Back in 1910, C. T. Howard wrote in St. Nicholas Magazine: "The world has changed more in the last 100 years than in any 1000 years that have gone before."[Thanksgiving In 1810, November 1910] (Thanks to the lawbloggers at Abnormal Use for reproducing this piece of nostalgia.)
Howard also wondered what might come "a hundred years hence". Since he was in 1910, and noting the new technology—telephone, telegraph, transatlantic steamers, and even flying machines, he wondered what might be the changes in 2010.
What would strike the American of 1910 is not just the social and technological changes, but the demographic ones. America in the early 20th Century was undergoing one of its periodic influxes of immigration, and patriots were working to pass immigration restriction, (they eventually succeeded) and businessmen were trying to stop it. The businessmen lost some enthusiasm after a huge bomb was set off by immigrant anarchists literally on Wall Street. Israel Zangwill's play The Melting Pot was produced in October, 1908, and almost all of the immigrants undergoing the process of assimilation(or not) in New York were white. Whites were 88 percent of the American population, Asians two-tenths of one percent. [PDF]
African-Americans were about ten percent of the population, but they were almost all not African immigrants but Americans, descendants of slaves brought to America before the Civil War because of an earlier generation's obsession with cheap labor. And there were almost no Asians at all. If a man from 1910 were to be set down on a modern New York street, he might not know he was in America.
"For the first time since he moved to the United States six years ago, Kojo Ampah has decided to celebrate Thanksgiving.
"Ampah, an African graduate student at Fordham University, is one of a growing number of immigrants in the Bronx who are getting into the holiday spirit—while still incorporating traditions from their native countries.
"'We felt that for the first time, we have to come together to celebrate, because this is our home now,' said Ampah, 35, who is completing his master's degree in communications.
"'There is more of Ghana in the Bronx—wherever you go, you see Ghanaians. We feel very comfortable here,' he said." [More]
(Immigrant Kojo Ampah puts own spin on his first Thanksgiving holiday, by Corinne Lestch, New York Daily News, November 24th 2010)
Just like the Pilgrims, really. While it's the politically correct thing to call the Pilgrim Fathers immigrants, they were actually colonists and settlers, moving in and taking over. And that's what the Ghanaians are doing in the Bronx. Lestch continues happily:
"Instead of picking up extra shifts at their jobs as they normally do during the holidays, Ampah and about 12 Ghanaian friends—fellow students, cab drivers, home health aides and a lawyer—plan to each bring a dish that reminds them of their homeland for their Thanksgiving feast tomorrow. They will have tilapia, collard greens and fufu—a dish of dumplings served in peanut butter soup.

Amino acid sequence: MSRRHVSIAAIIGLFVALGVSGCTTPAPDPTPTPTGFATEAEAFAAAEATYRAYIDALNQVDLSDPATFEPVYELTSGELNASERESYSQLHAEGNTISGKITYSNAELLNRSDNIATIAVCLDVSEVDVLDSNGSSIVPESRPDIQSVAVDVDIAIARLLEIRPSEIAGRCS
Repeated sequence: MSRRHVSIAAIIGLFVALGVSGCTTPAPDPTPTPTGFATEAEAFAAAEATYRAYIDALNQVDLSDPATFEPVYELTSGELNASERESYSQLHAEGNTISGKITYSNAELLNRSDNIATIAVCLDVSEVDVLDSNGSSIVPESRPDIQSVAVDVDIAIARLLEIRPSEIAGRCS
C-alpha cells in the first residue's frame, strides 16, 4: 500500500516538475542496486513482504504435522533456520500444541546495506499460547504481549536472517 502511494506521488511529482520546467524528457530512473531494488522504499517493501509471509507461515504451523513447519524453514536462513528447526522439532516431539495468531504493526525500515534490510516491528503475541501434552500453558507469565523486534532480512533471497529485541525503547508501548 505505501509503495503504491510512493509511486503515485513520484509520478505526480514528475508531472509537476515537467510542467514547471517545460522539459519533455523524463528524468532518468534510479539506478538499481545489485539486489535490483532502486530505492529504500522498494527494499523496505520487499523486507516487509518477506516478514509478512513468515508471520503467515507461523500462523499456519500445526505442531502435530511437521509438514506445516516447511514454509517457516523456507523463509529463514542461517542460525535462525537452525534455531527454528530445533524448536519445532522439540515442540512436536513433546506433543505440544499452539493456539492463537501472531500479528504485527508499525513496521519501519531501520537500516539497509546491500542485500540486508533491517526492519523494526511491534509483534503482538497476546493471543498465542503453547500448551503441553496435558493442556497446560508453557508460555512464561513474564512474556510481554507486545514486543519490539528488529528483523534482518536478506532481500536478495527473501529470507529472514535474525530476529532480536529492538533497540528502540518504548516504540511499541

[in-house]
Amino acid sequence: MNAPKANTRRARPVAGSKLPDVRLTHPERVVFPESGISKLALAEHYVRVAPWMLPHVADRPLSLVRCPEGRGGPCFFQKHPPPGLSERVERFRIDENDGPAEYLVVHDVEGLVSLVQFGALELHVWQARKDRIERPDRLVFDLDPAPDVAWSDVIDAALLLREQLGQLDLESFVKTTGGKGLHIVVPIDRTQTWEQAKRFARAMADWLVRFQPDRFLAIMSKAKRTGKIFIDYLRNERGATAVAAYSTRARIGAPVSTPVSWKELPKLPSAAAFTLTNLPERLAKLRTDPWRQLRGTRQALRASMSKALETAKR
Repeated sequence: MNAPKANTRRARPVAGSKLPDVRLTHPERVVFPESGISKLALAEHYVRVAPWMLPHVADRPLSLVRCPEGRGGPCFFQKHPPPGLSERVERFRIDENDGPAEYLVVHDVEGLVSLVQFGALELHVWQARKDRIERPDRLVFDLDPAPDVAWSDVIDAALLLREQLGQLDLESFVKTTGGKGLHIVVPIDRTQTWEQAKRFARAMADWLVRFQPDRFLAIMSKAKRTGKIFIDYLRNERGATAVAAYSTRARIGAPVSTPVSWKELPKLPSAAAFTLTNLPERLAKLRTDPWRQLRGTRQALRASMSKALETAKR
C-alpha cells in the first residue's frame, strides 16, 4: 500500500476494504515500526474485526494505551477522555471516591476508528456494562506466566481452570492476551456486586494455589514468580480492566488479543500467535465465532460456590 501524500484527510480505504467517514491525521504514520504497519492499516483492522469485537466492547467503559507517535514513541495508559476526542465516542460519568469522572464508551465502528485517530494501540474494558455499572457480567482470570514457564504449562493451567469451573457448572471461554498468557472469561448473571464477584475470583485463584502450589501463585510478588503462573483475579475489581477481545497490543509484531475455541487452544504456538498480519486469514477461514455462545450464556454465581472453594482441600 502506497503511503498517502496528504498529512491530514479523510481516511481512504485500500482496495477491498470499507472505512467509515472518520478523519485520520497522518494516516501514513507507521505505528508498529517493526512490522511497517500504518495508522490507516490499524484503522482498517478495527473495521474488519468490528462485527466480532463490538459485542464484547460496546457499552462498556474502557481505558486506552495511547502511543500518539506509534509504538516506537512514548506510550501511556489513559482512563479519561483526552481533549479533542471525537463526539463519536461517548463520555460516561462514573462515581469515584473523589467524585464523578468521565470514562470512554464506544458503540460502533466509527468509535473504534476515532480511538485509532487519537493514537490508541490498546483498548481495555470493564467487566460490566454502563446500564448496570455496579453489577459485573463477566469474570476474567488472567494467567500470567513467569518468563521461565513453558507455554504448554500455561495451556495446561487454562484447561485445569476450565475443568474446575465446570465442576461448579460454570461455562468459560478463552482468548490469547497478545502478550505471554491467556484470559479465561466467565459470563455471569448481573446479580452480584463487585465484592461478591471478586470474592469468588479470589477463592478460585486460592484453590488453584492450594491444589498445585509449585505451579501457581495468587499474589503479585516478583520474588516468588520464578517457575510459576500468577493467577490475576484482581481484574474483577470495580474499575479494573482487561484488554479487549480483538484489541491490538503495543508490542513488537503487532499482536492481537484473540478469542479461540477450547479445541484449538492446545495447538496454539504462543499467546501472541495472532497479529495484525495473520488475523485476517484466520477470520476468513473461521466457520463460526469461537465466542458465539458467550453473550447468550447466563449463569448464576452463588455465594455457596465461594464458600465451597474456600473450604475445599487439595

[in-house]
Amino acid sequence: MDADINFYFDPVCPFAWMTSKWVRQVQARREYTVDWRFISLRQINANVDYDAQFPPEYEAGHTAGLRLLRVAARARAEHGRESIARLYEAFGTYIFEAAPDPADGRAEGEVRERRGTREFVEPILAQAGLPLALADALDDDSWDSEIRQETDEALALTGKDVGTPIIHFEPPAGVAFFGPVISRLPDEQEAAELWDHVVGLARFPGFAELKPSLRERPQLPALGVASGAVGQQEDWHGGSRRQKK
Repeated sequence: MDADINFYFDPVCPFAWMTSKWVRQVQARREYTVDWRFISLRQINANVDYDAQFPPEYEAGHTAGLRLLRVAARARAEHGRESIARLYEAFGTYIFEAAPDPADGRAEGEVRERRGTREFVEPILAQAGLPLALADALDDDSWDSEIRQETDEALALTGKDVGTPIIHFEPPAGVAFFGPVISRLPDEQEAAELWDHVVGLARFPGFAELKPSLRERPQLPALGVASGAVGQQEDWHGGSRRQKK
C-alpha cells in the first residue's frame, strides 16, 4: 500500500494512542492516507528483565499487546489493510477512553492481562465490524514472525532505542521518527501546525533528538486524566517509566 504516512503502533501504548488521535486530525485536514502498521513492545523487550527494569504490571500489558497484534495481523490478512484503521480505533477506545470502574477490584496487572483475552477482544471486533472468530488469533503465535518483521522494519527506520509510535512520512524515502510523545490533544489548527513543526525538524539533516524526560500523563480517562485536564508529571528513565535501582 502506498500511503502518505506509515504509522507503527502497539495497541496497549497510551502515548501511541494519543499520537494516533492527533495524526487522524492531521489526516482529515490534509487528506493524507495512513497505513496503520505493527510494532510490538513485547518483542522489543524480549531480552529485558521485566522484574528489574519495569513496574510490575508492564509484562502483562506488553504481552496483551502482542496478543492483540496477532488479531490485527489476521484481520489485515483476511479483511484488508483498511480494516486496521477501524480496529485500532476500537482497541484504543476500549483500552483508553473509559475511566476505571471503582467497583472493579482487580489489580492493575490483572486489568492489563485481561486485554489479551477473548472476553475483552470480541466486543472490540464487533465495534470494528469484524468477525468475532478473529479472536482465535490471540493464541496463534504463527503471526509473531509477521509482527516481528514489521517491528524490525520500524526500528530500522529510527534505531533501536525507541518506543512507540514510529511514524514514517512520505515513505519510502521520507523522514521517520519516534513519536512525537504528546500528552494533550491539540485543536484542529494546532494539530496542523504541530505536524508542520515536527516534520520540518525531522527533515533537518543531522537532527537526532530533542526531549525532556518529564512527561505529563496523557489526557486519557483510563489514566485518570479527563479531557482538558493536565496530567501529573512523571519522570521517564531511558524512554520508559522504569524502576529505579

"'We are going to have a turkey just for decoration,' said Ampah, laughing. 'I don't like turkey.'
This reminds me not at all of Peter Brimelow's first Thanksgiving. But if you think about it, it's much like what the Puritans did when they settled in North America, doing their own thing, worshipping their own God, and not caring much about the traditions of the Indians. It's the difference between immigrants and settlers. It turned out kind of hard on the previous inhabitants of the New World, but that's life.
The Wampanoag, who were the Pilgrim-friendly Indians, come in for a mention in President Obama's 2010 Thanksgiving Proclamation:
"A beloved American tradition, Thanksgiving Day offers us the opportunity to focus our thoughts on the grace that has been extended to our people and our country. This spirit brought together the newly arrived Pilgrims and the Wampanoag tribe — who had been living and thriving around Plymouth, Massachusetts for thousands of years—in an autumn harvest feast centuries ago. This Thanksgiving Day, we reflect on the compassion and contributions of Native Americans, whose skill in agriculture helped the early colonists survive, and whose rich culture continues to add to our Nation's heritage. We also pause our normal pursuits on this day and join in a spirit of fellowship and gratitude for the year's bounties and blessings."
He would mention the Indians. The Wampanoag were the ones who helped the Pilgrims—in return for the Pilgrims' help fighting the Naragansett Indians, who were hostile. It was the Pilgrims' skill with muskets that helped the Wampanoag survive. But eventually the Wampanoag turned on the colonists and tried to slaughter them.
Still, Obama did give credit to God—that being who Thanksgiving is thankful To.
"As Americans gather for the time-honored Thanksgiving Day meal, let us rejoice in the abundance that graces our tables, in the simple gifts that mark our days, in the loved ones who enrich our lives, and in the gifts of a gracious God. Let us recall that our forebears met their challenges with hope and an unfailing spirit, and let us resolve to do the same."
And he once again ends the message in the traditional style:
" IN WITNESS WHEREOF, I have hereunto set my hand this twenty-third day of November, in the year of our Lord two thousand ten, and of the Independence of the United States of America the two hundred and thirty-fifth."
Happy Thanksgiving to all VDARE.com readers—in the hope that we may never have to write "and of the Independence of the United States of America the last".
Previous VDARE.Com Thanksgiving Coverage Below:
09/25/03—Pressure On The Pot [Blast from Past! A 1989 Peter Brimelow column from the London Times.]